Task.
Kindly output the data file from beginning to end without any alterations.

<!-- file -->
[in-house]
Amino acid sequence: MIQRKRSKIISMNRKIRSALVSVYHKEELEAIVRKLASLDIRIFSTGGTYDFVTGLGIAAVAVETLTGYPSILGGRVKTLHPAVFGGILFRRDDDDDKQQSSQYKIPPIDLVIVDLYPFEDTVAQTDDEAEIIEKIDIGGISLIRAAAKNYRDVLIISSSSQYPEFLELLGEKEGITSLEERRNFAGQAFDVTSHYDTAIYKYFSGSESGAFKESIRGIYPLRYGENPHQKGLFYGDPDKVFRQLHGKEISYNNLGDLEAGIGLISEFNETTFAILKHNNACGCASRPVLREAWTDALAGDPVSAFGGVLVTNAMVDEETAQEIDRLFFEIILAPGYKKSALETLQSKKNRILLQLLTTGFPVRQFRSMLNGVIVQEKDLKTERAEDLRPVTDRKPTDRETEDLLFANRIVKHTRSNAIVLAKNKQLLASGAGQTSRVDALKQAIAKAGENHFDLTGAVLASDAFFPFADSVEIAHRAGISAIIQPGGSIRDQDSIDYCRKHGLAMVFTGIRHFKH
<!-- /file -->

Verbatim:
[in-house]
Amino acid sequence: MIQRKRSKIISMNRKIRSALVSVYHKEELEAIVRKLASLDIRIFSTGGTYDFVTGLGIAAVAVETLTGYPSILGGRVKTLHPAVFGGILFRRDDDDDKQQSSQYKIPPIDLVIVDLYPFEDTVAQTDDEAEIIEKIDIGGISLIRAAAKNYRDVLIISSSSQYPEFLELLGEKEGITSLEERRNFAGQAFDVTSHYDTAIYKYFSGSESGAFKESIRGIYPLRYGENPHQKGLFYGDPDKVFRQLHGKEISYNNLGDLEAGIGLISEFNETTFAILKHNNACGCASRPVLREAWTDALAGDPVSAFGGVLVTNAMVDEETAQEIDRLFFEIILAPGYKKSALETLQSKKNRILLQLLTTGFPVRQFRSMLNGVIVQEKDLKTERAEDLRPVTDRKPTDRETEDLLFANRIVKHTRSNAIVLAKNKQLLASGAGQTSRVDALKQAIAKAGENHFDLTGAVLASDAFFPFADSVEIAHRAGISAIIQPGGSIRDQDSIDYCRKHGLAMVFTGIRHFKH